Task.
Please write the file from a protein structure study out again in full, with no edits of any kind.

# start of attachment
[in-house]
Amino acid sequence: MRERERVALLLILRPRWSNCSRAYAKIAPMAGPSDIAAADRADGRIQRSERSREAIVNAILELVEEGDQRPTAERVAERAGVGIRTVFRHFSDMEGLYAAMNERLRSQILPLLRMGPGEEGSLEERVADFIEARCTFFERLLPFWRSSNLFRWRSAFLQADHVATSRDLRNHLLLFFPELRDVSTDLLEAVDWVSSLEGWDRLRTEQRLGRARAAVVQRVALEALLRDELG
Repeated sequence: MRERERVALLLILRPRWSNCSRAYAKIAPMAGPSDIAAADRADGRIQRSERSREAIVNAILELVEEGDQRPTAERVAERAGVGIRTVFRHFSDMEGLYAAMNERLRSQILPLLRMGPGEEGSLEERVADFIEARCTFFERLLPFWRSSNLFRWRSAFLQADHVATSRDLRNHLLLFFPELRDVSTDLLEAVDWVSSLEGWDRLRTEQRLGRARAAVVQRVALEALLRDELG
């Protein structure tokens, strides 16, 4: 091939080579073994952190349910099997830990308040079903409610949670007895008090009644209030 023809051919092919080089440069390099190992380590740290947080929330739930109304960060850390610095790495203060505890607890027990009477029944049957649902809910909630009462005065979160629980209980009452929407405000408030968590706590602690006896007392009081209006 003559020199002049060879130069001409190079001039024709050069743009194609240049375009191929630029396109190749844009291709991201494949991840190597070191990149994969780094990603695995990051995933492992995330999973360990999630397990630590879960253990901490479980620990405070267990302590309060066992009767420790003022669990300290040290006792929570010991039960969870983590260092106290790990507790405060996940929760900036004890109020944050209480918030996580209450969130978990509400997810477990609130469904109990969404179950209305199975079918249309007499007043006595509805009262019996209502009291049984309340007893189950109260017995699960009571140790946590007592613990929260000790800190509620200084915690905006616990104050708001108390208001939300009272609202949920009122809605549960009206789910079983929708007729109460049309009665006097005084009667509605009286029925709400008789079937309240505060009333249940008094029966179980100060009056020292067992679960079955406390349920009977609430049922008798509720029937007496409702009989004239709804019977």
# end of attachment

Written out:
[in-house]
Amino acid sequence: MRERERVALLLILRPRWSNCSRAYAKIAPMAGPSDIAAADRADGRIQRSERSREAIVNAILELVEEGDQRPTAERVAERAGVGIRTVFRHFSDMEGLYAAMNERLRSQILPLLRMGPGEEGSLEERVADFIEARCTFFERLLPFWRSSNLFRWRSAFLQADHVATSRDLRNHLLLFFPELRDVSTDLLEAVDWVSSLEGWDRLRTEQRLGRARAAVVQRVALEALLRDELG
Repeated sequence: MRERERVALLLILRPRWSNCSRAYAKIAPMAGPSDIAAADRADGRIQRSERSREAIVNAILELVEEGDQRPTAERVAERAGVGIRTVFRHFSDMEGLYAAMNERLRSQILPLLRMGPGEEGSLEERVADFIEARCTFFERLLPFWRSSNLFRWRSAFLQADHVATSRDLRNHLLLFFPELRDVSTDLLEAVDWVSSLEGWDRLRTEQRLGRARAAVVQRVALEALLRDELG
């Protein structure tokens, strides 16, 4: 091939080579073994952190349910099997830990308040079903409610949670007895008090009644209030 023809051919092919080089440069390099190992380590740290947080929330739930109304960060850390610095790495203060505890607890027990009477029944049957649902809910909630009462005065979160629980209980009452929407405000408030968590706590602690006896007392009081209006 003559020199002049060879130069001409190079001039024709050069743009194609240049375009191929630029396109190749844009291709991201494949991840190597070191990149994969780094990603695995990051995933492992995330999973360990999630397990630590879960253990901490479980620990405070267990302590309060066992009767420790003022669990300290040290006792929570010991039960969870983590260092106290790990507790405060996940929760900036004890109020944050209480918030996580209450969130978990509400997810477990609130469904109990969404179950209305199975079918249309007499007043006595509805009262019996209502009291049984309340007893189950109260017995699960009571140790946590007592613990929260000790800190509620200084915690905006616990104050708001108390208001939300009272609202949920009122809605549960009206789910079983929708007729109460049309009665006097005084009667509605009286029925709400008789079937309240505060009333249940008094029966179980100060009056020292067992679960079955406390349920009977609430049922008798509720029937007496409702009989004239709804019977």